# Sir George Stokes, 1st Baronet

**Sir George Gabriel Stokes, 1st Baronet**, PRS (/stoʊks/; 13 August 1819 – 1 February 1903) was an Irish English physicist and mathematician. Born in County Sligo, Ireland, Stokes spent all of his career at the University of Cambridge, where he was the Lucasian Professor of Mathematics from 1849 until his death in 1903. As a physicist, Stokes made seminal contributions to fluid mechanics, including the Navier–Stokes equations and to physical optics, with notable works on polarization and fluorescence. As a mathematician, he popularised "Stokes' theorem" in vector calculus and contributed to the theory of asymptotic expansions. Stokes, along with Felix Hoppe-Seyler, first demonstrated the oxygen transport function of hemoglobin and showed color changes produced by aeration of hemoglobin solutions.

George Stokes | |
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Born | George Gabriel Stokes 13 August 1819 |

Died | 1 February 1903 83) Cambridge, England | (aged

Alma mater | Pembroke College, Cambridge |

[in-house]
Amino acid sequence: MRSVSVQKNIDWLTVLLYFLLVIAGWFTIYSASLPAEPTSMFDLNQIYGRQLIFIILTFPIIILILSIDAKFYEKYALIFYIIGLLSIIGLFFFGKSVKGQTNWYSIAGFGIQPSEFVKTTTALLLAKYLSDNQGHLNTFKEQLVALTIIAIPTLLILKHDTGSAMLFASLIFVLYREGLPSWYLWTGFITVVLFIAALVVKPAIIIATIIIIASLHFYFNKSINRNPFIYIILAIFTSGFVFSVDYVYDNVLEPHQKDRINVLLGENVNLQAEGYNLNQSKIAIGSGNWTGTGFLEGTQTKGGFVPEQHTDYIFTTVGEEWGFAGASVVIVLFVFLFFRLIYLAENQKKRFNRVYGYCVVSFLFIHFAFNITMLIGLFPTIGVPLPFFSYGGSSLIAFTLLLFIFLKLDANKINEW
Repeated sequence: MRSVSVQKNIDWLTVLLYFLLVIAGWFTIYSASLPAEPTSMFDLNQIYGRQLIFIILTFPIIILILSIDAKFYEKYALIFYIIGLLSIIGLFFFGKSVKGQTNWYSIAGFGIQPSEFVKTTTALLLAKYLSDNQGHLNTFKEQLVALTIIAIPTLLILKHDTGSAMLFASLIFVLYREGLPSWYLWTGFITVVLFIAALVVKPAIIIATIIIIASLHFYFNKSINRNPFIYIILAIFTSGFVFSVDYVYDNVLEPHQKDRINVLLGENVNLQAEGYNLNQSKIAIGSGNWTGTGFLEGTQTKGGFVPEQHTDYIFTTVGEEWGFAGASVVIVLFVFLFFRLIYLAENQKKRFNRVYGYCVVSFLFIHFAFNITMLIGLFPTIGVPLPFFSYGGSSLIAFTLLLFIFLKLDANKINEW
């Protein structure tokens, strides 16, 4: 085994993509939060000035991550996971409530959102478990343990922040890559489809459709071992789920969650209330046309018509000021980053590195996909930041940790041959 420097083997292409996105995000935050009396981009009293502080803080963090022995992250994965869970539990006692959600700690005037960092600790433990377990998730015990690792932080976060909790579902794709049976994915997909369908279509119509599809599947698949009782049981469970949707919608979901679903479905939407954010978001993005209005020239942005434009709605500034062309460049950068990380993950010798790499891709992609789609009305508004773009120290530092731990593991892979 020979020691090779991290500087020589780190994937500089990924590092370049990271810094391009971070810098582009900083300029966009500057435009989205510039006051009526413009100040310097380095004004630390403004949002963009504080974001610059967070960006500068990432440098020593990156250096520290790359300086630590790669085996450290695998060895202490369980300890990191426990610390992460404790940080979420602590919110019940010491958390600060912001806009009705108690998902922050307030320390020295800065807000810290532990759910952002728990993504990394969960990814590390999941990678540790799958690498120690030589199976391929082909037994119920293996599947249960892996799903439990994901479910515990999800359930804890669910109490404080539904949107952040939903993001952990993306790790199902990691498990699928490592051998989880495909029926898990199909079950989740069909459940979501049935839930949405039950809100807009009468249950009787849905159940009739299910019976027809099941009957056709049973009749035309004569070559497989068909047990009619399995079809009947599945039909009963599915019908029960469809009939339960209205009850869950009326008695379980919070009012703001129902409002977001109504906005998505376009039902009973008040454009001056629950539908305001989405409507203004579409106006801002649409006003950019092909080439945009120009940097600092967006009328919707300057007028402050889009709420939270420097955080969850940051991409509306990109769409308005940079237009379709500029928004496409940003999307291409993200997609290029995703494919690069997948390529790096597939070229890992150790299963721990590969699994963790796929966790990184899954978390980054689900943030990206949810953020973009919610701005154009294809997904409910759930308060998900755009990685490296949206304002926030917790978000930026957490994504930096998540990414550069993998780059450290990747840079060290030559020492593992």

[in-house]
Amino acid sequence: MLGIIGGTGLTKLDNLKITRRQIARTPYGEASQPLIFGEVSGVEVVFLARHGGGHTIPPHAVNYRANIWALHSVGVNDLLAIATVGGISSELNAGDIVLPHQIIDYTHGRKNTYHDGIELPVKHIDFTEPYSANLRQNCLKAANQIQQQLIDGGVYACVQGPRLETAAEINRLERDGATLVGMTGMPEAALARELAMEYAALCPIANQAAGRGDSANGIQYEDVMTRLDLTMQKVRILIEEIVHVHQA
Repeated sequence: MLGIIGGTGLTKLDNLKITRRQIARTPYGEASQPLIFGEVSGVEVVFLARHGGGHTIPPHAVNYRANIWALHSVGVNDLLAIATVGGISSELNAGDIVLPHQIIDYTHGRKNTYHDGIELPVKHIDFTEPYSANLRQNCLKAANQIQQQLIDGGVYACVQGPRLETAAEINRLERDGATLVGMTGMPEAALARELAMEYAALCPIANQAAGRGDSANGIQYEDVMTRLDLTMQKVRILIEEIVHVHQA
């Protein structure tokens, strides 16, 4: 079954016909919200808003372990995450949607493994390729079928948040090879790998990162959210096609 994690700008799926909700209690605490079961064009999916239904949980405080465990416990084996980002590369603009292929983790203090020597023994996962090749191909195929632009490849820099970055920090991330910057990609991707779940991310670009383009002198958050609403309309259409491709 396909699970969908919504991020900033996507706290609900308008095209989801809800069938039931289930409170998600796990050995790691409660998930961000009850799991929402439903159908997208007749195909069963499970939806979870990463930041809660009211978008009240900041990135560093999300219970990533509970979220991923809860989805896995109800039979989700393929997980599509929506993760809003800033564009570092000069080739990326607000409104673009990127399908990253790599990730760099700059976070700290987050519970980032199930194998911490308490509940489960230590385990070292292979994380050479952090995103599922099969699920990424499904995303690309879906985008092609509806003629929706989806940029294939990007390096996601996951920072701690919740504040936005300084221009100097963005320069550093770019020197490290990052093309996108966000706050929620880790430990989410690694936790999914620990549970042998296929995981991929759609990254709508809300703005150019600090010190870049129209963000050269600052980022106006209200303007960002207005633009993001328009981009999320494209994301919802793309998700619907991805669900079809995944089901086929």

Known for | Stokes' theorem Navier–Stokes equations Stokes' law Stokes's law of sound attenuation Stokes shift Stokes number Stokes problem Stokes relations Stokes phenomenon Stokes parameters Stokes wave |

Awards | Smith's Prize (1841) Rumford Medal (1852) Copley Medal (1893) |

Scientific career | |

Fields | Mathematics and physics |

Institutions | Pembroke College, Cambridge |

Academic advisors | William Hopkins |

Notable students | Lord Rayleigh Horace Lamb |

Signature | |

Stokes was made a baronet (hereditary knight) by the British monarch in 1889. In 1893 he received the Royal Society's Copley Medal, then the most prestigious scientific prize in the world, "for his researches and discoveries in physical science". He represented Cambridge University in the British House of Commons from 1887 to 1892, sitting as a Conservative. Stokes also served as president of the Royal Society from 1885 to 1890 and was briefly the Master of Pembroke College, Cambridge.